With his fourth new gig since stepping down as Energy secretary last April, Steven Chu is picking up where he left off on a mission to develop more-powerful, longer-lasting batteries.
Chu, 65, this week joined the board of directors of Amprius, a California start-up that is using technology developed at Stanford University, where Chu has returned as a physics professor. The company aims to improve the strength and capacity of the lithium-ion battery, an advanced energy-storage device with a host of potential uses.
“Higher-energy and longer-lasting batteries are in high demand for numerous applications, from consumer electronics to electric transportation,” Chu said in a statement announcing his seat on the board. “I look forward to advising Amprius’s development of silicon-based anodes, advanced cathodes, and next-generation batteries.”
Chu has been preaching the gospel of battery development since before he won the Nobel Prize for physics in 1997 and long before he was sworn in as President Obama’s first Energy secretary in 2009. At DOE, he helped funnel billions of federal dollars into battery research, particularly for use in electric vehicles.
Two years ago in a speech to the Detroit Economic Club, Chu said the key to selling more cars like the General Motors Volt and the Nissan Leaf was to get the battery cost down to around $1,500. At the time, batteries for plug-in hybrids cost about $12,000 each.
Chu expanded on the economics in an interview last fall with Politico, explaining that the price for an electric car’s battery is now about $500 per kilowatt-hour of storage, and it needs to be around $160.
“Now, at that price, then you could have the 300-mile, Tesla-like range in a $25,000 car,” Chu said. “And if you get something like that, I can see, in suburbia and in cities, electric vehicles and plug-in hybrids just becoming mainstream. If you can plunk down $25,000 to get a car that’s comparable to a 40-mile-a-gallon internal-combustion engine at $20,000, you’d buy the plug-in hybrid or the EV. I would. I wouldn’t even blink. And that’s even with today’s gasoline prices.”
But the former Energy secretary is not narrowly focused on batteries in his new private-sector career. Last month, Chu joined the board of Inventys Thermal Technologies, a company based in Vancouver, British Columbia, that is working on technology to capture carbon dioxide from power plants that burn natural gas.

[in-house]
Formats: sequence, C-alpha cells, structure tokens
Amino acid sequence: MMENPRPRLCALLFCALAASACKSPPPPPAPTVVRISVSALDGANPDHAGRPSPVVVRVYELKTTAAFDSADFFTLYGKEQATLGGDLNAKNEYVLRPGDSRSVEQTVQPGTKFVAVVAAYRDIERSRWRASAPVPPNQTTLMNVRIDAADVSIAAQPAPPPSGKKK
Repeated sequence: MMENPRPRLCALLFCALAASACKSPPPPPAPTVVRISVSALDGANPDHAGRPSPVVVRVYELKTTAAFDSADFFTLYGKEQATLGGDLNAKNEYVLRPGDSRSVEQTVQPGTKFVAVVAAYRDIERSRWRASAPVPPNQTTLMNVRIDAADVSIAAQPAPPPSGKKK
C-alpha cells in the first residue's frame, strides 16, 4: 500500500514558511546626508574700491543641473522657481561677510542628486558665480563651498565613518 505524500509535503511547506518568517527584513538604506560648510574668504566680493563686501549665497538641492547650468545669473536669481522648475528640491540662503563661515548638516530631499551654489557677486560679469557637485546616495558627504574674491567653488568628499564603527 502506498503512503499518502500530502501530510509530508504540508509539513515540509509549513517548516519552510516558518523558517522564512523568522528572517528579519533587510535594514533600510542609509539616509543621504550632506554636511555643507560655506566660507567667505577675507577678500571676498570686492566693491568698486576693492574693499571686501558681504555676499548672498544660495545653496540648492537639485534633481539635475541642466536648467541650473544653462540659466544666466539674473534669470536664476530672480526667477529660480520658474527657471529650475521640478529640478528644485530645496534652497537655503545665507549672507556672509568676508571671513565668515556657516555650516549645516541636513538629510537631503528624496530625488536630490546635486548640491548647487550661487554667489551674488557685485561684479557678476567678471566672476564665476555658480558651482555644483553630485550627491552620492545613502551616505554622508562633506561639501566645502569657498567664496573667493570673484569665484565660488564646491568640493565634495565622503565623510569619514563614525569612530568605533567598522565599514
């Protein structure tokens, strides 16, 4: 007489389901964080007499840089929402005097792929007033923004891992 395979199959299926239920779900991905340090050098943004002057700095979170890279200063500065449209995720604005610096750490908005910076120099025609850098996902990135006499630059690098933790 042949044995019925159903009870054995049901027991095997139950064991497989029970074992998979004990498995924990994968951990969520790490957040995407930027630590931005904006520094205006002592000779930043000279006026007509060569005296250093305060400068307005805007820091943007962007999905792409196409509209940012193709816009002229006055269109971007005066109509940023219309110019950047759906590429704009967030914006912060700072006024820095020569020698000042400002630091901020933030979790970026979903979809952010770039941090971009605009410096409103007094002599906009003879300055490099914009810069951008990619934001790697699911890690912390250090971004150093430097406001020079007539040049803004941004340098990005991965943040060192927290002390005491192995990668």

“If I thought there was no chance of it working, my compensation in stock options wouldn’t be worth anything,” Chu said when he joined the board in December.
In addition to his full-time position at Stanford and the leadership positions at Amprius and Inventys, Chu joined another board of directors after he left office last year, for an unnamed company working on the development of biofuels.
What We're Following See More »
Hillary Clinton hopes that television ratings for the candidates' acceptance speeches at their respective conventions aren't foreshadowing of similar results at the polls in November. Preliminary results from the networks and cable channels show that 34.9 million people tuned in for Donald Trump's acceptance speech while 33.3 million watched Clinton accept the Democratic nomination. However, it is still possible that the numbers are closer than these ratings suggest: the numbers don't include ratings from PBS or CSPAN, which tend to attract more Democratic viewers.
The US Fourth Circuit Court of Appeals on Friday overturned North Carolina's 2013 voter ID law, saying it was passed with “discriminatory intent." The decision sends the case back to the district judge who initially dismissed challenges to the law. "The ruling prohibits North Carolina from requiring photo identification from voters in future elections, including the November 2016 general election, restores a week of early voting and preregistration for 16- and 17-year-olds, and ensures that same-day registration and out-of-precinct voting will remain in effect."
An oil pipeline almost as long as the much-debated Keystone XL has won final approval to transport crude from North Dakota to Illinois, traveling through South Dakota and Iowa along the way. "The U.S. Army Corps of Engineers gave the final blessing to the Dakota Access pipeline on Tuesday. Developers now have the last set of permits they need to build through the small portion of federal land the line crosses, which includes major waterways like the Mississippi and the Missouri rivers. The so-called Bakken pipeline goes through mostly state and private land."